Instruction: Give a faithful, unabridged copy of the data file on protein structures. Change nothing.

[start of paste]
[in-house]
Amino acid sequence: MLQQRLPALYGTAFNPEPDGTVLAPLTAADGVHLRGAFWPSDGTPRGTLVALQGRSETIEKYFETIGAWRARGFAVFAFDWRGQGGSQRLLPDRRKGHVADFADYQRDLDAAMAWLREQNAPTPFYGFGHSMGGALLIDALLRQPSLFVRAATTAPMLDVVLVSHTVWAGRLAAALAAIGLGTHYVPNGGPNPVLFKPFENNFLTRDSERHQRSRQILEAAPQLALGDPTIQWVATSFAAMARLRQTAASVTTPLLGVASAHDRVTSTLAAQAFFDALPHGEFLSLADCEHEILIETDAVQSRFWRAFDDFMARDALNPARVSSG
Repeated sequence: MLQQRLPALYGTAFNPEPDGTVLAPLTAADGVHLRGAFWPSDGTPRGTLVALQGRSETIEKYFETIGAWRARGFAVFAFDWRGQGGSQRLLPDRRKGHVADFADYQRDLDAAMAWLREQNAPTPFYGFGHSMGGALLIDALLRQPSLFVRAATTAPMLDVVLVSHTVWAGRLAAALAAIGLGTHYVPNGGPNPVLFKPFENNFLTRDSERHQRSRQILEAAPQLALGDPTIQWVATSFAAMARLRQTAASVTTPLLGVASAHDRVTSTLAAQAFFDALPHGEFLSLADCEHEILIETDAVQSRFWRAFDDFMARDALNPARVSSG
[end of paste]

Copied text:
[in-house]
Amino acid sequence: MLQQRLPALYGTAFNPEPDGTVLAPLTAADGVHLRGAFWPSDGTPRGTLVALQGRSETIEKYFETIGAWRARGFAVFAFDWRGQGGSQRLLPDRRKGHVADFADYQRDLDAAMAWLREQNAPTPFYGFGHSMGGALLIDALLRQPSLFVRAATTAPMLDVVLVSHTVWAGRLAAALAAIGLGTHYVPNGGPNPVLFKPFENNFLTRDSERHQRSRQILEAAPQLALGDPTIQWVATSFAAMARLRQTAASVTTPLLGVASAHDRVTSTLAAQAFFDALPHGEFLSLADCEHEILIETDAVQSRFWRAFDDFMARDALNPARVSSG
Repeated sequence: MLQQRLPALYGTAFNPEPDGTVLAPLTAADGVHLRGAFWPSDGTPRGTLVALQGRSETIEKYFETIGAWRARGFAVFAFDWRGQGGSQRLLPDRRKGHVADFADYQRDLDAAMAWLREQNAPTPFYGFGHSMGGALLIDALLRQPSLFVRAATTAPMLDVVLVSHTVWAGRLAAALAAIGLGTHYVPNGGPNPVLFKPFENNFLTRDSERHQRSRQILEAAPQLALGDPTIQWVATSFAAMARLRQTAASVTTPLLGVASAHDRVTSTLAAQAFFDALPHGEFLSLADCEHEILIETDAVQSRFWRAFDDFMARDALNPARVSSG